What Happy Endings does share with Friends is a cast possessing flawless chemistry. The six performers on the show play off of each other beautifully and half of the fun is seeing which configuration the characters will be in from week to week. Everyone shined this year, including the guest actors (James Wolk!). It’s hard for me to accept that I live in a world where a show that is as consistently hilarious and delightful as this one isn’t universally recognized as one of the best comedies on air.

3. The Killing

The Killing Season Finale 2012 What I Know - Who Did Kill Rosie Larsen

No other genre of television is as beloved as the crime drama and no other genre is more tired. Procedurals all move in the same way: each episode the characters get a case, they suffer through a few red herrings and before the hour is up the case is solved. There may be an overarching mystery that they just can’t crack (often something personal to add a layer of irony to the proceedings–they can help everyone but themselves), but that’s just to create the semblance of an arc.

The Killing is the procedural deconstructed. It is slow and meticulous, it follows leads that go nowhere, one case takes 24 episodes to solve and the grief of the victim’s family is on full display the entire time–it’s dreary and messy and at times maddening. And those are the very things that make it brilliant. In its second season The Killing became sleeker; it embraced its noir leanings and allowed its two immensely talented leads to let loose as the case threatened both their careers and their sanity, and it was better for it. However, what ultimately solidified The Killing as one of my all-time favorite shows was the end of the Larsen case.

When we finally found out who killed Rosie there was no great moment of release, no sudden satisfaction that justice would be done. Holder tells Linden they “got the bad guy” and Linden shoots back, “Yeah? Who’s that?” The Killing understands that there is no triumph in death, that even when a case is solved it doesn’t end; the effects it has on the community, on the detectives and especially on the family linger on long after the story fades from the papers. The Killing embraced the chaos of tragedy, the horrible randomness of it, without ever flinching or looking away. It wasn’t always an easy show to watch, but if you stuck it out to the end it was a rewarding one.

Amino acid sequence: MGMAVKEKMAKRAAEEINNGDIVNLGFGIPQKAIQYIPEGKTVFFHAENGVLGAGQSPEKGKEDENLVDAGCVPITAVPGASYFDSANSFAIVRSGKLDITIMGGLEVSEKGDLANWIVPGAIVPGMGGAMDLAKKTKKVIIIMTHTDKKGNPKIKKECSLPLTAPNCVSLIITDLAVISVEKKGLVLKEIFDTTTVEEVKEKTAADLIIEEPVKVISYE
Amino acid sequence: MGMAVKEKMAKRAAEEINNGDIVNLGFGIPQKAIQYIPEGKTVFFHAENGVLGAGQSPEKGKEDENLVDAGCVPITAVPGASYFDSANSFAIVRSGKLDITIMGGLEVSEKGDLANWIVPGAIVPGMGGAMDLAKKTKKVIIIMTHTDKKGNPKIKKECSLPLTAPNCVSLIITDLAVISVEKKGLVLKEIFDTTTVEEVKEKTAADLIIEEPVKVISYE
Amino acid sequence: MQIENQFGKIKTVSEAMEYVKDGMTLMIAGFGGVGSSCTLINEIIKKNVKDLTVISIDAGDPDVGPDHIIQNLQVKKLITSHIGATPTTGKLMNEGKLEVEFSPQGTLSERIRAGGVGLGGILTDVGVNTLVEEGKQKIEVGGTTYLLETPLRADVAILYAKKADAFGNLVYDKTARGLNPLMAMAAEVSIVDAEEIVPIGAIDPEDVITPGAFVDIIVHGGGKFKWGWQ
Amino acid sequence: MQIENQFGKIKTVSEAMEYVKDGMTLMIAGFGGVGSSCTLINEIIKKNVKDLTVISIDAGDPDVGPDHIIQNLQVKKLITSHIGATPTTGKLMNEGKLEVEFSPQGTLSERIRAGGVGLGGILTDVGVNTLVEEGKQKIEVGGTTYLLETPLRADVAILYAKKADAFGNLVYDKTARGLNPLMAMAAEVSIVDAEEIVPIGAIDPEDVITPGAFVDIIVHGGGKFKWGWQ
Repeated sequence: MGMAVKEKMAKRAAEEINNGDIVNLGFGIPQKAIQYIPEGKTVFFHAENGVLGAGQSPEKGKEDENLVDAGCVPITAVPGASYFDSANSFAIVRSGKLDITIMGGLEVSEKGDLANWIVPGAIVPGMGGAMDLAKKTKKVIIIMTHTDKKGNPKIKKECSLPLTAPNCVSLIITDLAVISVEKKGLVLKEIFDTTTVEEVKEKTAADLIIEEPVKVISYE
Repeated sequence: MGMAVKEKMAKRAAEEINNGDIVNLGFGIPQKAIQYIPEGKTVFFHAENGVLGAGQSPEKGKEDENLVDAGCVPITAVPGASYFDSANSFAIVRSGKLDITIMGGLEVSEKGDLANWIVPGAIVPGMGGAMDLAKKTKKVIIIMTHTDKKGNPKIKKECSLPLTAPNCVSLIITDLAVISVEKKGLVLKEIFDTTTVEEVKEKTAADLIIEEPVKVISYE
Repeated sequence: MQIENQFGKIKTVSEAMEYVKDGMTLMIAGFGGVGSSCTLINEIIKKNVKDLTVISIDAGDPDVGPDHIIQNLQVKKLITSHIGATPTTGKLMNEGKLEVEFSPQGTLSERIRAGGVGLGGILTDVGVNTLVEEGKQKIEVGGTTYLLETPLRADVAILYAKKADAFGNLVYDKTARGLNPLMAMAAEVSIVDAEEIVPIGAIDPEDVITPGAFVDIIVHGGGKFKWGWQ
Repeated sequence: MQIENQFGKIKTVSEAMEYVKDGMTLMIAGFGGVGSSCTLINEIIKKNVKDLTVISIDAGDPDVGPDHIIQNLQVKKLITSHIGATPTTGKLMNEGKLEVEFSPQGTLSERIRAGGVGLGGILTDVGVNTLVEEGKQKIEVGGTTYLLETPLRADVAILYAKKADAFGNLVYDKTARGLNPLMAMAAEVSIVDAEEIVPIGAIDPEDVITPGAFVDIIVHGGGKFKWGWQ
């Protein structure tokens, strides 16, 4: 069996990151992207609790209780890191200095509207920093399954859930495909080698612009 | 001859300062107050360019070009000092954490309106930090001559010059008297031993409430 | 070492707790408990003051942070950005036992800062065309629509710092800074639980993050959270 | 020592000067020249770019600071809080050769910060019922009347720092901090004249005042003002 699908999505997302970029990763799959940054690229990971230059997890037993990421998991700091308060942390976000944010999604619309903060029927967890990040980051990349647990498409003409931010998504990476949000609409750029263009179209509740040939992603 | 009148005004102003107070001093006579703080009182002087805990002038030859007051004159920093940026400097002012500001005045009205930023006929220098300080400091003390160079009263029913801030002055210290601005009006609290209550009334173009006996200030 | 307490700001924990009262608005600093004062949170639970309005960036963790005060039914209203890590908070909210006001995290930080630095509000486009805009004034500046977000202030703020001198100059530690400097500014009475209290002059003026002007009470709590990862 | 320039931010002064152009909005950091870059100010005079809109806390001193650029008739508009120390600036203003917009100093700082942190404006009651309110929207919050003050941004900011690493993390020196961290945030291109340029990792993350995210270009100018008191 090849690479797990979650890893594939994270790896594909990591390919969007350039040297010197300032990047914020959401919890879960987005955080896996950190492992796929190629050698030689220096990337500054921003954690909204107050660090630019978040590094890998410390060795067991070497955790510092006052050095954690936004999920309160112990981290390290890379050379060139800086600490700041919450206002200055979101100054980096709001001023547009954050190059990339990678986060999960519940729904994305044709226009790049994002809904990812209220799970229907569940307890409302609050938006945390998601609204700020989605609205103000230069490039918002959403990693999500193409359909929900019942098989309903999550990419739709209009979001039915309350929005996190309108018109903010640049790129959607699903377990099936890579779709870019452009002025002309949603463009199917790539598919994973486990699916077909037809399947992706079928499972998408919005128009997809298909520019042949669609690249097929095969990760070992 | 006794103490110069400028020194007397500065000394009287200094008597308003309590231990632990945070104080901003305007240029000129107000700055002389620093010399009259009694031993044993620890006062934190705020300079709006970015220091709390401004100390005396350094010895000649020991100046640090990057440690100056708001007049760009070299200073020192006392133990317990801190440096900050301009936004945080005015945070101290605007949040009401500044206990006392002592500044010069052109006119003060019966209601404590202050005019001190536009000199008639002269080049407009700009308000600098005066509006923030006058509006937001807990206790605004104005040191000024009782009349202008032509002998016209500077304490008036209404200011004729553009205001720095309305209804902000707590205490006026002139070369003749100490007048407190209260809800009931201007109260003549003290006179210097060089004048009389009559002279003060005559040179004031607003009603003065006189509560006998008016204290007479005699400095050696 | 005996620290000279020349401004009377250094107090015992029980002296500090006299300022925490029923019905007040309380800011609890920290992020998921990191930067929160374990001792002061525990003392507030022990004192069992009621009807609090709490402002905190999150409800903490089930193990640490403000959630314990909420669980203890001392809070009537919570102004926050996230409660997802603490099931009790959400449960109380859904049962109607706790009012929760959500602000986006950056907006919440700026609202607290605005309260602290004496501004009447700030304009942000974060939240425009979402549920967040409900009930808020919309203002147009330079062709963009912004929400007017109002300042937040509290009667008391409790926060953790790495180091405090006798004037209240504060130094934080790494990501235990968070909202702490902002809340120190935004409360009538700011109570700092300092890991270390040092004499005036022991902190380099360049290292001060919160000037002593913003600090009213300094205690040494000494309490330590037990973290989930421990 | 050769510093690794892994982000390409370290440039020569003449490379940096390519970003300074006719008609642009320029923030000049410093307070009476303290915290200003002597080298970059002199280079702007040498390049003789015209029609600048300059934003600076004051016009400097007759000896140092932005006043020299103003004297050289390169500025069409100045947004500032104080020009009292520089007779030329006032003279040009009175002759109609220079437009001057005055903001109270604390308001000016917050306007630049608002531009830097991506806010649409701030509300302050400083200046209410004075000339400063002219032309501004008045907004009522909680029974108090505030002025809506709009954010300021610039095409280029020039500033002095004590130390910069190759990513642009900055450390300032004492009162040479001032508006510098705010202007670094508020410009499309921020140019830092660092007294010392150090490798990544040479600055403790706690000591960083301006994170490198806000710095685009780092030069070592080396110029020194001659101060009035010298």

4. The Middle

The Middle

The Middle suffers a bit from airing on the same channel as Modern Family. That show is a juggernaut and the traditional nuclear family of The Middle looks a bit dated next to the sprawling family tree of the Tucker-Pritchett-Delgado clan. When we dig a little deeper though it becomes clear that The Middle depicts a picture of modern family life that is just as relevant as the one seen on Modern Family and one that is often just as funny too.

The Hecks hail from middle America, they are always low on funds, always exhausted and always eating fast food right out of the bag in front of the television, but there is no mockery of their lifestyle, just gentle laughs at the crazy schedules they keep as they try to make ends meet and keep their kids in line. If it sounds a bit old-fashioned, it is, but there’s nothing wrong with that. There will always be room for quality working class comedies on television, and especially for one that is as lovably quirky as The Middle.


And with that we wrap up the Emmy Underdogs feature, remember the official Emmy nominations will be announced on July 19th. In the meantime, I’d love to hear your picks for best drama and best comedy underdogs in the comments!